"We have one of the best pension systems in the world, if not the best. However, the president decided, for ideological reasons, to destroy it," one union, the General Confederation of Labor (CGT), said in a statement.

"It's a huge political mistake," said Laurent Berger, head of the CFDT, France's largest union, of the retirement age hike specifically.

The government will meet with the unions Wednesday. Macron is coming under increasing pressure, especially because his architect of the reform plan, Jean-Paul Delevoye, resigned Monday after it came to light that he failed to disclose income from outside sources as required.

Analysts say that the real problem is Macron himself: Polls show that 64 percent of the French actually support streamlining the pension system, if not the age hike. "The government's ability to convince (people) has been reduced," said an analysis by Ifop, a French pollster.

The polls bear that out: Only 35 percent of the French approve of Macron himself and just 30 percent believe Macron can tackle the problems of the country, according to a recent poll by Elabe. That was reflected in the frontpage of Tuesday's edition of the daily Liberation which showed Macron and Delevoye, with the headline, "Retirement – The Amateurs."

Jacques, who works for the public sector and was at the demonstration with his wife, says the strikes are about far more than the pension system, they are about economic justice. He added that the disruption was necessary even if it hurts.

"A period of chaos is needed," he said. "Otherwise, the government will just wait until the protestors get tired and eventually go home as they always do. This way, the (leadership) is forced to listen."

Ahmad Bejoui, a taxi driver said the strikes are necessary to prevent further rollbacks. "Where does it stop," he asked. "They want to raise the age to 64 but next year they will want to raise it to 65 then 70."

Still, many Parisians expressed frustration.

"This is insane," said Bernard Maupeau, 67, who is retired. "We can't have 20 percent of the country holding the rest of us hostage. A few more days of this and support for this will drop."

"It's my generation that did this," he added, referring to the "extravagant benefit schemes" for pensioners. "But now we have to roll this back, we have to survive."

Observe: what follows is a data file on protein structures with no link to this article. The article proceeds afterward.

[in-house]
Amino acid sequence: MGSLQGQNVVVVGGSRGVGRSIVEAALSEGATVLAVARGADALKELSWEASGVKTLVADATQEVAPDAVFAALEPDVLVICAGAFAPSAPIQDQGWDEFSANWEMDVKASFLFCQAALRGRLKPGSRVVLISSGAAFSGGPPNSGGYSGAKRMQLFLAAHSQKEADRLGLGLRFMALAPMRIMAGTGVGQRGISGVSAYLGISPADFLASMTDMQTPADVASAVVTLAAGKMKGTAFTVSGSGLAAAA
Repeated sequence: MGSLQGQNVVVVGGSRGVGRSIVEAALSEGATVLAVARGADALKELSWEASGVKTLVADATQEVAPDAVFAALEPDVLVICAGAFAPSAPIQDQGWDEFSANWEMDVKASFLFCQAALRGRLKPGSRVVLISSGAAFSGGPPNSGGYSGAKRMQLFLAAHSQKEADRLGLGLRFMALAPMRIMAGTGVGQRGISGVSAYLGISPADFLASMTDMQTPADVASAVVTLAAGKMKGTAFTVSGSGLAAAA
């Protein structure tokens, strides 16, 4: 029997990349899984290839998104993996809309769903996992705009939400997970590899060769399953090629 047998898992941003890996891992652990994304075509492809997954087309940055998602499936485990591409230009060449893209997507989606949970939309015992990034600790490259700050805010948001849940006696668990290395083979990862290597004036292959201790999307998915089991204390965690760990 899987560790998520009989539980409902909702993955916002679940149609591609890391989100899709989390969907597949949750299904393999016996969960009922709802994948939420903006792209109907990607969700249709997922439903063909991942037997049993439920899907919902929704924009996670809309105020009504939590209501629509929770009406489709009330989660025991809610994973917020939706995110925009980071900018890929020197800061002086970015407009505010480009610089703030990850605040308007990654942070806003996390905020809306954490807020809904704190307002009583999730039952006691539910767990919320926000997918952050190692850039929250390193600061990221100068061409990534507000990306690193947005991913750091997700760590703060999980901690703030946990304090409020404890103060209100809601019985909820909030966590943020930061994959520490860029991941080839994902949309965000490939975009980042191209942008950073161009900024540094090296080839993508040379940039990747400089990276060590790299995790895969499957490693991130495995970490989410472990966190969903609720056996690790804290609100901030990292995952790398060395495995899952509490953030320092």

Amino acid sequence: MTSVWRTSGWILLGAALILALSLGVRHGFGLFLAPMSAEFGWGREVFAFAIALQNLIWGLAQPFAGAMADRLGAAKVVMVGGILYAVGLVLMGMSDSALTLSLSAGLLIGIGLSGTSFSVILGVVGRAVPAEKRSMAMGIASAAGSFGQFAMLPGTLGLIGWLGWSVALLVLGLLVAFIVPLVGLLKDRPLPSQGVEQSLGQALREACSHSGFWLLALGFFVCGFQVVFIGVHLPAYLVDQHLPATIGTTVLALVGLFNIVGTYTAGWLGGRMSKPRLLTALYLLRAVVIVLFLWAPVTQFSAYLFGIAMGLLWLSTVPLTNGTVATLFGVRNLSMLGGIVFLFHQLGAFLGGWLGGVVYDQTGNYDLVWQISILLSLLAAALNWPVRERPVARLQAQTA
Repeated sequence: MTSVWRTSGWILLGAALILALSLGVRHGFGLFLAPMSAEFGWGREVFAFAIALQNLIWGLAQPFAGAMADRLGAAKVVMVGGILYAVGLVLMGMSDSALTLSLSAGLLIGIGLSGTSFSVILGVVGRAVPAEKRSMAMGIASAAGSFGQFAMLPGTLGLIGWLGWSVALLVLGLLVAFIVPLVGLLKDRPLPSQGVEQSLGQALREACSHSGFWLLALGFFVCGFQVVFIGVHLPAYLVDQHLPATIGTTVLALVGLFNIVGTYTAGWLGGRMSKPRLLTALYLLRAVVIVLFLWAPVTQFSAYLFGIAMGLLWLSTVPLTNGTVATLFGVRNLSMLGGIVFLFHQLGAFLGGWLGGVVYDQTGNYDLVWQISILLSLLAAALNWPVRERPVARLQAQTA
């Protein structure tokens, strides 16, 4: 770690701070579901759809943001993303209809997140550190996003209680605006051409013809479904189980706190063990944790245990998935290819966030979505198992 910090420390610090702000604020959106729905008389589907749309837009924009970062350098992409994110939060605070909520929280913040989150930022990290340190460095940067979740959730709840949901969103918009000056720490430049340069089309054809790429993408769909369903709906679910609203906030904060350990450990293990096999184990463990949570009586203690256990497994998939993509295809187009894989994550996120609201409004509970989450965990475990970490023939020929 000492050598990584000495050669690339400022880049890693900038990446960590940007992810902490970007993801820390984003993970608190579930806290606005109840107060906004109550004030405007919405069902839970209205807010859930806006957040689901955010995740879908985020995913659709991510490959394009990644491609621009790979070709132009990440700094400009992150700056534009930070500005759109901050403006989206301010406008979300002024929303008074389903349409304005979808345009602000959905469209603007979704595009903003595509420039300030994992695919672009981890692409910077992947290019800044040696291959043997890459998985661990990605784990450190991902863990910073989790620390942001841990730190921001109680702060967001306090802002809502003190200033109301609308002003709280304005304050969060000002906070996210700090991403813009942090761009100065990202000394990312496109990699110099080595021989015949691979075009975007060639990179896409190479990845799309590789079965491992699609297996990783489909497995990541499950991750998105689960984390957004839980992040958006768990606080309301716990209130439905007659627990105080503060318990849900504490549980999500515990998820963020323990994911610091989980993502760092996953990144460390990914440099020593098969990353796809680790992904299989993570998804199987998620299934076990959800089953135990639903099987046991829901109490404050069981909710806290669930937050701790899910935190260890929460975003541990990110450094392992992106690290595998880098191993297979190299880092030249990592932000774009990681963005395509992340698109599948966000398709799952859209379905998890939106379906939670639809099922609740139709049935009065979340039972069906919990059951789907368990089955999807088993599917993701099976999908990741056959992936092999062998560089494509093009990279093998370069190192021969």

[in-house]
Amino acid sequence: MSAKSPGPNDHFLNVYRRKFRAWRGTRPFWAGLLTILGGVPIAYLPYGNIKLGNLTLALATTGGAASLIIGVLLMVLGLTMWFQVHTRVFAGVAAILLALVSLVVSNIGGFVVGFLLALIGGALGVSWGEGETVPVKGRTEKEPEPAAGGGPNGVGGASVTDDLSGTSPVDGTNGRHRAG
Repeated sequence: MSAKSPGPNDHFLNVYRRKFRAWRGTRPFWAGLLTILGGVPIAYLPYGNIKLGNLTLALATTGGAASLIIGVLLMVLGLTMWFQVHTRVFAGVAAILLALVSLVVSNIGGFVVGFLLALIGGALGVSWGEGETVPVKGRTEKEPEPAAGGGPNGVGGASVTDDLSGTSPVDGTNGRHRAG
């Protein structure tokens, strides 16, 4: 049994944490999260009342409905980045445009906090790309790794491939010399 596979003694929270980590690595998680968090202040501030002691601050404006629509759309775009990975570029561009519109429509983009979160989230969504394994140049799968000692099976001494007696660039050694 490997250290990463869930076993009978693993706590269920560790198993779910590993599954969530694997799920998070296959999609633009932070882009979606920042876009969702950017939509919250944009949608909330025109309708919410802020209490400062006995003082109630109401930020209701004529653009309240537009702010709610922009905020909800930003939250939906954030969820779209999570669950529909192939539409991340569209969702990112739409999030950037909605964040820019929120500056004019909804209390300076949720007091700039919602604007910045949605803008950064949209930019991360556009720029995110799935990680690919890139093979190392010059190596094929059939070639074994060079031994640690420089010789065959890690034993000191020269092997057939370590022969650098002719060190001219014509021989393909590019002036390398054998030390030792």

So far, the government says it will hold firm on its reform plan, which it plans to pass in January. Meanwhile, the unions are split on halting the strike for the holidays even as they wow to continue afterward.

Meanwhile, many in Paris say they feel a sense of despair because there is no sense of when things will get back to normal. Right now, it's anything but.

At clothing chain Mango's usually mobbed Les Halles location, one clerk instead of the usual half-dozen manned the cashier station, serving only a few customers. Starbucks nearby announced it would close early. Some stores didn't bother to open.

Retailers are especially feeling the pain of the strike during what is usually the busiest shopping period of the year. Retail business over the past two weeks has dropped up to 60 percent compared to the same period last year.

"No one is here," said Najed Sali, waving her arms around at her empty boutique in central Paris. "It's a disaster for us."

"It's Christmas time, for goodness sake, but it doesn't feel like it, no one is in a good mood," she added, as fairy lights dressing the street to mark the holidays twinkled outside of her store. "It's supposed to feel festive, fun…instead, we have this situation."

Photo: French President Emmanuel Macron says in order to avoid billions in deficits and make France competitive, the system has to change.
Credit: Courtesy of the official website of the France's President

Story/photo published date: 12/17/19

A version of this story was published in The Washington Times.